Herdsmen go about with guns destroying our farms, says Ekiti Community

Herdsmen go about with guns destroying our farms, our people are starving – Ogunbiyi, Ekiti community regent


The Regent of Oke Ako in Ekiti State, Princess Tinuade Ogunbiyi, tells ABIODUN NEJO that farmers in the agrarian community can no longer go to their farms while many people, for security reasons, are leaving for other communities following the destructive activities of Fulani herdsmen in the area

Can you recall when the Fulani herdsmen got to Oke Ako?

 They had been around in our forests since. I got to know them even when my father was alive. But then, they were friendly, until like over 10 years ago when they started causing problems.

What kind of problems?

They destroy our farms with their animals. At the same time, they do not allow our people, who are predominantly farmers, continue their farming activities on the farms. There was a time they came to town, attacked our people and killed two persons. These are some of the problems that they cause. They consistently destroy farms products.

But why are they attracted to the community?

It is mainly the dams. We have five dams constructed by Oodua Investment in the Chief Obafemi Awolowo days. During the dry season, when there is no water around for their cows, it would be only in Oke Ako that they can get water, so they will come for the water. They come from far and near to get water here. They come from even Kogi State to get water for their cattle.

Do they stay back whenever they come like that?

Some will stay, some will stay for few days and go back. But they will still come back. There is always influx of herders with their cattle from different places to take water and graze. Whenever they come like that, we pay dearly for it with our farm products which their cattle destroy. In the process of passing, their cows ravage our crops.

As the regent, what efforts have you made to resolve the problem?

We have made a lot of efforts. There was a time the government invited us to Ado Ekiti, the state capital, during the first term of Governor Kayode Fayemi. They invited some people from the North as well maybe they could have dialogue and see the way we could be living together in harmony without any crisis. We tried to know them so that they would register so that we would not continue to deal with faceless people. We tried our best so that we could be friends, but the more we tried, the more they cause problems.

What are the problems and how are the activities of the herdsmen affecting Oke Ako and neighbouring towns?

Their activities are affecting us socially, physically and economically. Our farmers no longer have farm produce as it used to be. Before, our people produced agric products in large quantities. They were harvesting yam in bulk, but now, we no longer have enough to eat, there is no yam to sell again. When our people cultivate their lands and plant there, the herders would take their cattle there to destroy them. Because of this, people are leaving the community, Ebira farmers as well are leaving to look for where they can get farmland to do their own activities in peace. Again, they threaten the lives of people. When they come to town, you will see them with guns and machetes. The purpose of the guns and machetes is to instill fears in the people’s minds and to threaten them. There were instances when they attacked our people.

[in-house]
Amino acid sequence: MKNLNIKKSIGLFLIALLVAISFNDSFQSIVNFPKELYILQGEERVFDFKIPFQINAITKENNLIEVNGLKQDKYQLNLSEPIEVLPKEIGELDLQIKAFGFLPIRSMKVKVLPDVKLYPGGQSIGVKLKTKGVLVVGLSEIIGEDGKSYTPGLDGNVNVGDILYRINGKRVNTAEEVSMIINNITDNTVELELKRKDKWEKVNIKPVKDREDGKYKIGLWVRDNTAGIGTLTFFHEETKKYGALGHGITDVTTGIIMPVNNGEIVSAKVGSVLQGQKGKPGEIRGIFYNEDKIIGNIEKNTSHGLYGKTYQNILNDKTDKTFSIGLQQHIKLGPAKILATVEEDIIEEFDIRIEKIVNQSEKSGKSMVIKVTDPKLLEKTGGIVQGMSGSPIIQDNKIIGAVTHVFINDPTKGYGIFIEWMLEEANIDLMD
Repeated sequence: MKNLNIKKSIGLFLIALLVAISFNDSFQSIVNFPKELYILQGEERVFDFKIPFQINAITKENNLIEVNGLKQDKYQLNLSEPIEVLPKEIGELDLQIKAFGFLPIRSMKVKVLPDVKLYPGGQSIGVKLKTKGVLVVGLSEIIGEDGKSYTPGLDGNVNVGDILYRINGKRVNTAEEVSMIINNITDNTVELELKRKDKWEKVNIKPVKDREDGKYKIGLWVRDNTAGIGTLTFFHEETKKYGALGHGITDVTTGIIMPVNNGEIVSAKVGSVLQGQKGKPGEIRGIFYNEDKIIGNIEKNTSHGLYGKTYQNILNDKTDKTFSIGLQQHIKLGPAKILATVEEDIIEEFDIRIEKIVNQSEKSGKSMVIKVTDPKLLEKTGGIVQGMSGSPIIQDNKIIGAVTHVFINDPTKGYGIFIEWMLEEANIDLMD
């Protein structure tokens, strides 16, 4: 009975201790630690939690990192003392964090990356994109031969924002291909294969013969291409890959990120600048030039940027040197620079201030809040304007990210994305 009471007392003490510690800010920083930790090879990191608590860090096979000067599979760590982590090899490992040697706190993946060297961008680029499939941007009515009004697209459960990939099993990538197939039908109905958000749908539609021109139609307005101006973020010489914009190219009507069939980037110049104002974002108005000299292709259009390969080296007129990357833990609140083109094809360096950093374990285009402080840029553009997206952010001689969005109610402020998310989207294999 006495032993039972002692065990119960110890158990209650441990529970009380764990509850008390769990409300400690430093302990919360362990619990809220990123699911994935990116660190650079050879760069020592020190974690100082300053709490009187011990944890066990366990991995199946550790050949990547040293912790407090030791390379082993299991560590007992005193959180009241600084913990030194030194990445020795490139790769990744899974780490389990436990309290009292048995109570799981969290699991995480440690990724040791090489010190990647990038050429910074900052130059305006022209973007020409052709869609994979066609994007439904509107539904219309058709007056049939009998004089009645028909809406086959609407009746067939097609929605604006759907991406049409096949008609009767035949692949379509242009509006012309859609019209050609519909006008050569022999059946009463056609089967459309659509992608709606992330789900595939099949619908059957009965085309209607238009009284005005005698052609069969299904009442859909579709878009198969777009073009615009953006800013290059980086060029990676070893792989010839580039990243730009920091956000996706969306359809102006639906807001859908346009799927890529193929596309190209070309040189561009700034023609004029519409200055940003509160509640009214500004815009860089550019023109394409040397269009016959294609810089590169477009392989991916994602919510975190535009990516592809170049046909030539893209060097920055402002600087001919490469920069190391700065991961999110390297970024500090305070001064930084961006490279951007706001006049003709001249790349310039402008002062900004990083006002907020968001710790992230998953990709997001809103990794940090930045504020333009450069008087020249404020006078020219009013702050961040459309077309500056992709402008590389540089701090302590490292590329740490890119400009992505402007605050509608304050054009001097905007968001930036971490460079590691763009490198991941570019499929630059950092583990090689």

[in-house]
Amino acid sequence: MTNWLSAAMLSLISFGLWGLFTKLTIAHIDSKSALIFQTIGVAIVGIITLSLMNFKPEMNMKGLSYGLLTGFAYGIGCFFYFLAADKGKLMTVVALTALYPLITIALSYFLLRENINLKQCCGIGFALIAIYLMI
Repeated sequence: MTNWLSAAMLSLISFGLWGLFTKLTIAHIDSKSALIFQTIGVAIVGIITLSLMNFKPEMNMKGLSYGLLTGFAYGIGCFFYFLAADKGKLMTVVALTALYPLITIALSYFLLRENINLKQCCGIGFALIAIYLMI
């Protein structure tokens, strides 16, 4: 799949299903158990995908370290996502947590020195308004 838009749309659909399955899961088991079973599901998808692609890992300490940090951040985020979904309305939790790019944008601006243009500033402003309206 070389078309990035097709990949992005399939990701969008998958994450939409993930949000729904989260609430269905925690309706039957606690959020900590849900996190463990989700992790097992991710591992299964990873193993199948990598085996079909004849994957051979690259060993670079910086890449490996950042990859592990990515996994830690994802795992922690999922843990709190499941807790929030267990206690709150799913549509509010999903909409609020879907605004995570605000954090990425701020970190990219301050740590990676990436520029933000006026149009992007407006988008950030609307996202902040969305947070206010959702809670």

How are women in the community coping?

The women have not been able to go to the farms again. If a woman has to go to farm, she has to hire someone to go with her. They had even attempted to rape some of our women, but we thank God that we have not recorded cases of rape here. It is in view of this that the women don’t go to the farms again.

How do you feel whenever you get the hint that Fulani herders were planning to attack your community?

Such alerts are rampant and we are disturbed, we live in fear. Our people cannot sleep with two eyes closed. Whenever we get the hint that herdsmen are coming to attack us, we resort to the security and we always place the local hunters on the alert. However, the community is confronted with the challenge of fund for security. It is difficult to raise funds to finance the security and local hunters. At times, we don’t get anything or enough when we attempt to raise funds from the people.

How do you cope in such circumstances?

We are just managing ourselves. Because of that, the security and hunters have not been functioning well. We have not been paying our local hunters well, we don’t have enough to maintain them.

Recently, Ekiti State Government took the measure to register herders and farmers with a view to knowing them. How has that affected your area?

The herdsmen here did not come out for registration. They don’t want it because they have hidden agenda. They don’t want to register, they don’t want to be known. That effort has not been fruitful.

Why were you unsettled over the coming of additional herders to settle in your community on Saturday?